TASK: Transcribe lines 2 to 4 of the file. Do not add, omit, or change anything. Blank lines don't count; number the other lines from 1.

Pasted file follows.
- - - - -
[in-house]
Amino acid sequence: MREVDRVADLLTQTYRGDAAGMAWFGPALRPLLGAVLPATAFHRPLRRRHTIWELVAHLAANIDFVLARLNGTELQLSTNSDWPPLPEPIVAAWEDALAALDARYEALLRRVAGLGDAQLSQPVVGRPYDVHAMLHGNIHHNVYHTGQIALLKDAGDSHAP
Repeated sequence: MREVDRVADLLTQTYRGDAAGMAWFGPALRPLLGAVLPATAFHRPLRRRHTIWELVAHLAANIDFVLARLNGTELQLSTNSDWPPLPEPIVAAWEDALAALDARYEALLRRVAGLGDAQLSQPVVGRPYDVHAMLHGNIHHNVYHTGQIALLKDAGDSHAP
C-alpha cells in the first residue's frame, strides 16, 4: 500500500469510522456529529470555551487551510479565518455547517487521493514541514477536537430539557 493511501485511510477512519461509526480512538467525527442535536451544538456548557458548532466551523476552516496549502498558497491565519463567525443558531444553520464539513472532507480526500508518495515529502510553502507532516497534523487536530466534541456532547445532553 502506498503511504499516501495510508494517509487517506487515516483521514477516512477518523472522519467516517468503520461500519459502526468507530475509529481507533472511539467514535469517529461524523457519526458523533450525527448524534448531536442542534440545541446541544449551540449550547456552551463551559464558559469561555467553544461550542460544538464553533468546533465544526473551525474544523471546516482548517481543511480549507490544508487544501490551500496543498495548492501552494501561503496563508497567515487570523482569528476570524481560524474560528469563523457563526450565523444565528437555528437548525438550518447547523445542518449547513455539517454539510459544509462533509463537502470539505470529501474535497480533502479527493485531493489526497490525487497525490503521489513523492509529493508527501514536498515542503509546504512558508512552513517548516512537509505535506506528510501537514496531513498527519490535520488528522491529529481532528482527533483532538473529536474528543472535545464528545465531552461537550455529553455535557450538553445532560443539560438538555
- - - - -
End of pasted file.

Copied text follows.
Amino acid sequence: MREVDRVADLLTQTYRGDAAGMAWFGPALRPLLGAVLPATAFHRPLRRRHTIWELVAHLAANIDFVLARLNGTELQLSTNSDWPPLPEPIVAAWEDALAALDARYEALLRRVAGLGDAQLSQPVVGRPYDVHAMLHGNIHHNVYHTGQIALLKDAGDSHAP
Repeated sequence: MREVDRVADLLTQTYRGDAAGMAWFGPALRPLLGAVLPATAFHRPLRRRHTIWELVAHLAANIDFVLARLNGTELQLSTNSDWPPLPEPIVAAWEDALAALDARYEALLRRVAGLGDAQLSQPVVGRPYDVHAMLHGNIHHNVYHTGQIALLKDAGDSHAP
C-alpha cells in the first residue's frame, strides 16, 4: 500500500469510522456529529470555551487551510479565518455547517487521493514541514477536537430539557 493511501485511510477512519461509526480512538467525527442535536451544538456548557458548532466551523476552516496549502498558497491565519463567525443558531444553520464539513472532507480526500508518495515529502510553502507532516497534523487536530466534541456532547445532553 502506498503511504499516501495510508494517509487517506487515516483521514477516512477518523472522519467516517468503520461500519459502526468507530475509529481507533472511539467514535469517529461524523457519526458523533450525527448524534448531536442542534440545541446541544449551540449550547456552551463551559464558559469561555467553544461550542460544538464553533468546533465544526473551525474544523471546516482548517481543511480549507490544508487544501490551500496543498495548492501552494501561503496563508497567515487570523482569528476570524481560524474560528469563523457563526450565523444565528437555528437548525438550518447547523445542518449547513455539517454539510459544509462533509463537502470539505470529501474535497480533502479527493485531493489526497490525487497525490503521489513523492509529493508527501514536498515542503509546504512558508512552513517548516512537509505535506506528510501537514496531513498527519490535520488528522491529529481532528482527533483532538473529536474528543472535545464528545465531552461537550455529553455535557450538553445532560443539560438538555